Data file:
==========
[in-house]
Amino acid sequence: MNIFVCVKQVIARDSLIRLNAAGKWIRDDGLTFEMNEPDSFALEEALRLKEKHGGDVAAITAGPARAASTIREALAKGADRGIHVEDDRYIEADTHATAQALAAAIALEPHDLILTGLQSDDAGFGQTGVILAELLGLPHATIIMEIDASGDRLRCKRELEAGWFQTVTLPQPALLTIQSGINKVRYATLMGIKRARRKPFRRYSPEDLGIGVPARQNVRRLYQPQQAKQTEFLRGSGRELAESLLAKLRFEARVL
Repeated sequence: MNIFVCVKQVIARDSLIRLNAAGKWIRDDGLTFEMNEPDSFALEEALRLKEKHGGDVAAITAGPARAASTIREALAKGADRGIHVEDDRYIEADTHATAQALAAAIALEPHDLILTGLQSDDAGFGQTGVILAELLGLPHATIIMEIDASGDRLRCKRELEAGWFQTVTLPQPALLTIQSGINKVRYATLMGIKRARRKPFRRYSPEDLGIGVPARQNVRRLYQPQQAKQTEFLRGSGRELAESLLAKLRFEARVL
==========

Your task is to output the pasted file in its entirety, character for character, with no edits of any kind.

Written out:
[in-house]
Amino acid sequence: MNIFVCVKQVIARDSLIRLNAAGKWIRDDGLTFEMNEPDSFALEEALRLKEKHGGDVAAITAGPARAASTIREALAKGADRGIHVEDDRYIEADTHATAQALAAAIALEPHDLILTGLQSDDAGFGQTGVILAELLGLPHATIIMEIDASGDRLRCKRELEAGWFQTVTLPQPALLTIQSGINKVRYATLMGIKRARRKPFRRYSPEDLGIGVPARQNVRRLYQPQQAKQTEFLRGSGRELAESLLAKLRFEARVL
Repeated sequence: MNIFVCVKQVIARDSLIRLNAAGKWIRDDGLTFEMNEPDSFALEEALRLKEKHGGDVAAITAGPARAASTIREALAKGADRGIHVEDDRYIEADTHATAQALAAAIALEPHDLILTGLQSDDAGFGQTGVILAELLGLPHATIIMEIDASGDRLRCKRELEAGWFQTVTLPQPALLTIQSGINKVRYATLMGIKRARRKPFRRYSPEDLGIGVPARQNVRRLYQPQQAKQTEFLRGSGRELAESLLAKLRFEARVL